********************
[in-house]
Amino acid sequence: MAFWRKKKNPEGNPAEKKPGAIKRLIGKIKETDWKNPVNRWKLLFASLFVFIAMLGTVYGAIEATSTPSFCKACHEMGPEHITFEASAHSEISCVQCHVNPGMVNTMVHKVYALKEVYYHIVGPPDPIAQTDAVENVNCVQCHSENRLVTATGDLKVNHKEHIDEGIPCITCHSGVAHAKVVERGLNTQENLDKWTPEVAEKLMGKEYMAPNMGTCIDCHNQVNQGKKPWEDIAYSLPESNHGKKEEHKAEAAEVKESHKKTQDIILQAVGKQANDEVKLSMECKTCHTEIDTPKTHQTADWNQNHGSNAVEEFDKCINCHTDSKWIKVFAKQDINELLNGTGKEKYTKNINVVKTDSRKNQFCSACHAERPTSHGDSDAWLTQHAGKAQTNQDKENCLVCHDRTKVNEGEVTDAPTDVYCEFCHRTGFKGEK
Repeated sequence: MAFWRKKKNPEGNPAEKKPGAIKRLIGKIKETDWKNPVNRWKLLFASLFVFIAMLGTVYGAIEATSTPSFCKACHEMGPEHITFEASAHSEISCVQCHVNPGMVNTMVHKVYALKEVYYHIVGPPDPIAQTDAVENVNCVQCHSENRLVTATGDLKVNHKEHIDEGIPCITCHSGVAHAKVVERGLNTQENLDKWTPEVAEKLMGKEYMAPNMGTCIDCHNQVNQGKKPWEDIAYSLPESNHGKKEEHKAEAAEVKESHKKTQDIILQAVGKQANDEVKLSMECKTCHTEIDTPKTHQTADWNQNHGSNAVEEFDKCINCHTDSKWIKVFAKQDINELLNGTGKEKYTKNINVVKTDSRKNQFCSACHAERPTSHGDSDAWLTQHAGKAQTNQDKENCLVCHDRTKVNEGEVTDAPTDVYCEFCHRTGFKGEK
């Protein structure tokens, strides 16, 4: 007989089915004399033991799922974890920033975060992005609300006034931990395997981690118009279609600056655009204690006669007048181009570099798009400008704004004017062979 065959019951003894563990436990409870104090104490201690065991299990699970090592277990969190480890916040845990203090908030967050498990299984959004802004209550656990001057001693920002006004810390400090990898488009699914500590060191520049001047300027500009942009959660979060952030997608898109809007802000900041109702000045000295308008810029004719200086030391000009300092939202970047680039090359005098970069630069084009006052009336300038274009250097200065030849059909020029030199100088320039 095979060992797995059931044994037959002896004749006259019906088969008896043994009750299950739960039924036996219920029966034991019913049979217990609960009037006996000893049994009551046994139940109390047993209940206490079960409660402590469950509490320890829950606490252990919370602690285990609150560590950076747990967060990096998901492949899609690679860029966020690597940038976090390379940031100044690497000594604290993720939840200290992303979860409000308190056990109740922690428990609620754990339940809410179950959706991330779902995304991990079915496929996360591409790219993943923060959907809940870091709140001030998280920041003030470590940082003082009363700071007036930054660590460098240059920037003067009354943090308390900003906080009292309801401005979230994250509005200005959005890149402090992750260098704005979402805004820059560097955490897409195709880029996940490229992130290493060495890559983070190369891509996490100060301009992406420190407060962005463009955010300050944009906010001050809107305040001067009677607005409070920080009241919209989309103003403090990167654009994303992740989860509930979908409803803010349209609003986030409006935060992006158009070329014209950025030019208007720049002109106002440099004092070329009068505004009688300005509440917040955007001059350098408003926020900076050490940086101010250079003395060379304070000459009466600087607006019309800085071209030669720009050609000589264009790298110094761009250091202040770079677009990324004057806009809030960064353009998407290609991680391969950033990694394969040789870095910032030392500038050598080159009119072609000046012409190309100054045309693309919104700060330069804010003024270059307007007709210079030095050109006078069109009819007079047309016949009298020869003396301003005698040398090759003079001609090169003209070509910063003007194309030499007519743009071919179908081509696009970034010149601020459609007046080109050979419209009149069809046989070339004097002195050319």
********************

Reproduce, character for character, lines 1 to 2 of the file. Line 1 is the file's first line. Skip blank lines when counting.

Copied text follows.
[in-house]
Amino acid sequence: MAFWRKKKNPEGNPAEKKPGAIKRLIGKIKETDWKNPVNRWKLLFASLFVFIAMLGTVYGAIEATSTPSFCKACHEMGPEHITFEASAHSEISCVQCHVNPGMVNTMVHKVYALKEVYYHIVGPPDPIAQTDAVENVNCVQCHSENRLVTATGDLKVNHKEHIDEGIPCITCHSGVAHAKVVERGLNTQENLDKWTPEVAEKLMGKEYMAPNMGTCIDCHNQVNQGKKPWEDIAYSLPESNHGKKEEHKAEAAEVKESHKKTQDIILQAVGKQANDEVKLSMECKTCHTEIDTPKTHQTADWNQNHGSNAVEEFDKCINCHTDSKWIKVFAKQDINELLNGTGKEKYTKNINVVKTDSRKNQFCSACHAERPTSHGDSDAWLTQHAGKAQTNQDKENCLVCHDRTKVNEGEVTDAPTDVYCEFCHRTGFKGEK